While you’re counting down to 2017 with a costly vintage champagne or hyperlocal craft brew, chefs across Canada are looking to see what diners will be wanting on their plates in the new year. Here’s a breakdown of the annual Technomic trend report and where to find the latest flavor directions across Canada.
It’s a small world
Although an exploration of global ingredients, techniques and recipes is hardly news for a country as diverse as Canada, Technomic’s list moves past “mainstream cuisines such as Chinese and Mexican” towards less traveled culinary roads from the Phillipines, Pakistan and Iran. In Toronto, the husband-wife team of chef Alireza Fakhrashrafi and Iranian scholar Danielle Schrage dish out qeymeh — a tomato-based stew with yellow split peas, lamb chunks and dried lime topped with cinnamon — and other homestyle dishes from Iran at Pomegranate restaurant. For those looking to try their own hand at Iranian cuisine, Canadian cookbook author Naomi Duguid’s Taste of Persia: A Cook’s Travels in Armenia, Azerbaijan, Georgia, Iran, & Kurdistan offers simple recipes from home cooks met in Duguid’s travels around the world.
The second entry on Technomic’s list deals with a new take on vegetarianism, drawing richer comfort foods into the world of greenery. Perhaps fed up with kale salads, vegetarians and flexitarians are turning to pizzas, burgers and burritos in the new year. Vancouver’s MeeT on Main offers up a Mac’n’Cheez burger, featuring a house smoked veggie burger topped with a vegan cashew “cheez” sauce, while Toronto’s Doomie’s reportedly takes on the Big Mac with a vegan variation made with soy patties.
Shops hawking specialty sweets will stay popular in the new year, according to Technomic, who points to Mexican paletas, Taiwanese shaved ice and Japanese-style cheesecake as overtaking the cupcakes of yore. These items will start shifting from small stores to larger chains, which wil bring relief to those who had lined up for treats from the Canadian outpost of Uncle Tetsu’s cheesecake.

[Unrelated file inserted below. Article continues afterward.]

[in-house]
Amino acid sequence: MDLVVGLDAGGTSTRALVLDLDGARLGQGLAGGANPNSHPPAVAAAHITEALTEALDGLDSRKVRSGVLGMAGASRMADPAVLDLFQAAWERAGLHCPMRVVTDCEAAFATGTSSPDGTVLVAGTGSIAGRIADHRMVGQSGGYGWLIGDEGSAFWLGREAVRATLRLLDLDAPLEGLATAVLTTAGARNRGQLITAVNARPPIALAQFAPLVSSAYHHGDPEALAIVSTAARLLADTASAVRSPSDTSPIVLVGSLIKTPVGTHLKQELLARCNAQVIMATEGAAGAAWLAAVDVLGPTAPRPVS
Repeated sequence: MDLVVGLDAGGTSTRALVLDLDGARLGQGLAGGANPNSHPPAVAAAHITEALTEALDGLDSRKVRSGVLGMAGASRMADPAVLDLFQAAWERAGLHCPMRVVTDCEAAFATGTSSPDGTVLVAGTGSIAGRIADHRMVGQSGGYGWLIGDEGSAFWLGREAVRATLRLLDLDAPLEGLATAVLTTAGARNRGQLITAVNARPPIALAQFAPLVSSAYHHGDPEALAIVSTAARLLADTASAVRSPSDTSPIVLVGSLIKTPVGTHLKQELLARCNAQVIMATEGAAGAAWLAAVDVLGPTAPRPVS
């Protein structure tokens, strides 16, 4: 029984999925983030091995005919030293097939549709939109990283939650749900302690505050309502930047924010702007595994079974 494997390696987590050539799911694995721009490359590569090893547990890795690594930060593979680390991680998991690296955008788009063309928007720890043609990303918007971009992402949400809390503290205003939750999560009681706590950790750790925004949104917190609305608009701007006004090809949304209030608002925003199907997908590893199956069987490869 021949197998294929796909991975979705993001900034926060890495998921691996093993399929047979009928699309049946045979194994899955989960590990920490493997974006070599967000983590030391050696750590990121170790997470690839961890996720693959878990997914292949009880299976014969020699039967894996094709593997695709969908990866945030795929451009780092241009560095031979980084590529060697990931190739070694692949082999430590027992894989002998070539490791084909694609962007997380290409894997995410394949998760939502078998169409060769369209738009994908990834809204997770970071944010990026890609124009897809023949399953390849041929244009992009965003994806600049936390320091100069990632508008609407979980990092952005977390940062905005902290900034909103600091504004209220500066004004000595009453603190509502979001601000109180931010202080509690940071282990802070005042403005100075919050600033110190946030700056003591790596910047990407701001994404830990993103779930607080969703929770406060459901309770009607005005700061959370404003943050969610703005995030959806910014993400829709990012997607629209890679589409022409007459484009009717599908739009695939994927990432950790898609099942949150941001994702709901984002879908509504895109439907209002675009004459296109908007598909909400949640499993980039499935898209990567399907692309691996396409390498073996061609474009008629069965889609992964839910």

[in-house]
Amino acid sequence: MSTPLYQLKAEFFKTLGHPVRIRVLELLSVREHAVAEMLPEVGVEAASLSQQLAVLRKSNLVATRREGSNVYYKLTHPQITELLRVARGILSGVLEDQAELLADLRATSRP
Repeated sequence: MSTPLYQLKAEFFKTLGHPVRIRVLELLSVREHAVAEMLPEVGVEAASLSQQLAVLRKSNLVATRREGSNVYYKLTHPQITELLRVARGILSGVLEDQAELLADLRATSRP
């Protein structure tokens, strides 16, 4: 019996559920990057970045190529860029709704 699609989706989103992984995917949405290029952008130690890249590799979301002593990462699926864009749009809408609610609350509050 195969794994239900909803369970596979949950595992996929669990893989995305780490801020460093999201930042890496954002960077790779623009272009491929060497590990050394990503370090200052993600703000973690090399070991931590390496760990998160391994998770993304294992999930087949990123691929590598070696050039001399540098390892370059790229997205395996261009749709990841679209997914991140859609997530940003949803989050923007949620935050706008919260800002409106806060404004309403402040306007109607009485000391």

Coffee gets crazy
Beyond baristas pulling premium shots and Instagram-baiting latte art, Technomic predicts that new directions for caffeinated drinks will go mainstream in 2017: lemon coffees, coffee jelly, Indonesian avocado espressos and coffee plus butter or salt. Vancouver’s Black Echo Coffee shop offers butter roasted espresso in a heritage building in Yaletown.
Turn on, tune in, eat out
Moving on from millennials, restaurateurs are now looking at the next generation of diners: Gen Z. According to Technomic, this “maturing cohort of ethnically diverse digital natives accustomed to constant convenience, social sharing and a fast-changing world” is looking for meals they can interact with on social media through Instagram, emojis on menus, and Snapchat filters. Similar to millennials, this generation also invests in businesses that foster environmental stewardship. Calgary’s River Cafe uses green energy, eliminated bottled water, and practices composting and recycling initiatives to reduce its footprint and landfill waste.